According to the report, the highlight of the patent is how Google’s glasses could work with hand gestures. The patent described various hand-wearable markers, such as a ring, invisible tattoo, or a woman’s fingernail, which could be detected by the glasses’ IR camera, to “track position and motion of the hand-wearable item within a FOV of the HMD.” In other words, the wearable marker, in whatever form factor, would allow the glasses to pick up hand gestures. The report also noted multiple markers could be used to perform complex gestures involving several fingers or both hands:
expand full story
Wearable computer ▪ December 19, 2011
Google Goggles gets a new meaning
The New York Times today relayed an open secret among some in the Google community: the company is working on wearable technology in its secret off-campus Google X lair. However, the technology we have heard about is not the watch-type variety as described (although, we would be surprised if Google was not working on that technology, too):
Over the last year, Apple and Google have secretly begun working on projects that will become wearable computers. Their main goal: to sell more smartphones. (In Google’s case, more smartphones sold means more advertising viewed.)
In Google’s secret Google X labs, researchers are working on peripherals that — when attached to your clothing or body — would communicate information back to an Android smartphone.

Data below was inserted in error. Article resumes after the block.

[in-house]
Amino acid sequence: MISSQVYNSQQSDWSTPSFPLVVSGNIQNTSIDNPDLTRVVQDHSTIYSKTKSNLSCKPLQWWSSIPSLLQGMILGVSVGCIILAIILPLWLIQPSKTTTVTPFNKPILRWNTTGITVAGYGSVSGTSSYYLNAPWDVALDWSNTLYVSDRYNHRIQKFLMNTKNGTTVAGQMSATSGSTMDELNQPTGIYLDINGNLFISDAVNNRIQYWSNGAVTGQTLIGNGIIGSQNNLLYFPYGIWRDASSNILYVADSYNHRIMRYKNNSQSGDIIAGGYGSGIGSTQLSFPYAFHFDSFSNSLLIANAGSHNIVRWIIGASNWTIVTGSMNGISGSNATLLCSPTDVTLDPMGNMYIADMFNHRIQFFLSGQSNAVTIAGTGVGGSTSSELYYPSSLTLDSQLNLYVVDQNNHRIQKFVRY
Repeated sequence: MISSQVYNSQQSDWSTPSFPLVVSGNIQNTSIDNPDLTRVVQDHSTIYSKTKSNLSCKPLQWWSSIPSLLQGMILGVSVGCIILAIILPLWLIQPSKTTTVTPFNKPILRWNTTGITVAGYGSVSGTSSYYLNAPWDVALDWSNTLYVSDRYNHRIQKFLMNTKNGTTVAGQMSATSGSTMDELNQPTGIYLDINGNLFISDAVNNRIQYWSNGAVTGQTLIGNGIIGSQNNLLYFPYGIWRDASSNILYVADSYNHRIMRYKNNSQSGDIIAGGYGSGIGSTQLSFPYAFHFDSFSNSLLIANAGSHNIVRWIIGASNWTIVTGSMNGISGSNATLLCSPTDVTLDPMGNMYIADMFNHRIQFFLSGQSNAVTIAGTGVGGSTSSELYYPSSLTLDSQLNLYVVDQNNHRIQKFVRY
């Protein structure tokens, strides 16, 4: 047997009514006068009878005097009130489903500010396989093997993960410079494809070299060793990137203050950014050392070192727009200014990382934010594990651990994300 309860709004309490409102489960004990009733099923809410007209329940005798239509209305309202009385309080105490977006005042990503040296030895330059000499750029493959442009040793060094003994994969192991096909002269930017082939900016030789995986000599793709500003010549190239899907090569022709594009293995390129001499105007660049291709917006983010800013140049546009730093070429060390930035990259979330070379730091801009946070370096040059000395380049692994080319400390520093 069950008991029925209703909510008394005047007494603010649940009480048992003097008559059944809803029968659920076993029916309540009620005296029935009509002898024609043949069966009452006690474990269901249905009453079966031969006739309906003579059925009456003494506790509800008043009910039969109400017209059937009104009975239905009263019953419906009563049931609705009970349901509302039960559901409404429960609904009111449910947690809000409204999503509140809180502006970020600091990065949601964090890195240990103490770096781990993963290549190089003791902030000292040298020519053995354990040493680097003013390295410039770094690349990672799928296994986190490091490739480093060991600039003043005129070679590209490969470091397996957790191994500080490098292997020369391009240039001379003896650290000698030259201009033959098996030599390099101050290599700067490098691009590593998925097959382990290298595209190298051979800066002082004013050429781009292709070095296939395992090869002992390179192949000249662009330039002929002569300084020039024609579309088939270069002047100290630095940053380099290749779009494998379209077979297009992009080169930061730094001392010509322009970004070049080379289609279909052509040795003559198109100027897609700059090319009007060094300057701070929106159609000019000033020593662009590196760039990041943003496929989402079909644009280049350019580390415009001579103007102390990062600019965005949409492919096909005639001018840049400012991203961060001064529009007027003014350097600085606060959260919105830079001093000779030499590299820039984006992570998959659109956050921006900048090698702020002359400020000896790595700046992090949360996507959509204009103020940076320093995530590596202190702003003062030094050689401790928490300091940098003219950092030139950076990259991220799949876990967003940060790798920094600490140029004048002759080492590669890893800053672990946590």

While Apple may be focusing on iPod nano-like watches, Google seems to be pushing ahead in heads-up displays. We first brought news that prominent wearables PhD Richard DuVaul moved from Apple to Google in June. His research is focused on wearable heads up displays (HUDs).
His dissertation was on “The Memory Glasses“, a heads-up display focused on the problems associated with wearable memory support technology. This included hardware and software architectures, and low-attention human-computer interaction for wearable computing, including the use of subliminal visual cues for just-in-time memory support.
Our source tells us that this is what Google is building. They are in late prototype stages of wearable glasses that look similar to thick-rimmed glasses that “normal people” wear. However, these provide a display with a heads up computer interface. There are a few buttons on the arms of the glasses, but otherwise, they could be mistaken for normal glasses. Additionally, we are not sure of the technology being employed here, but it is likely a transparent LCD or AMOLED display such as the one demonstrated below: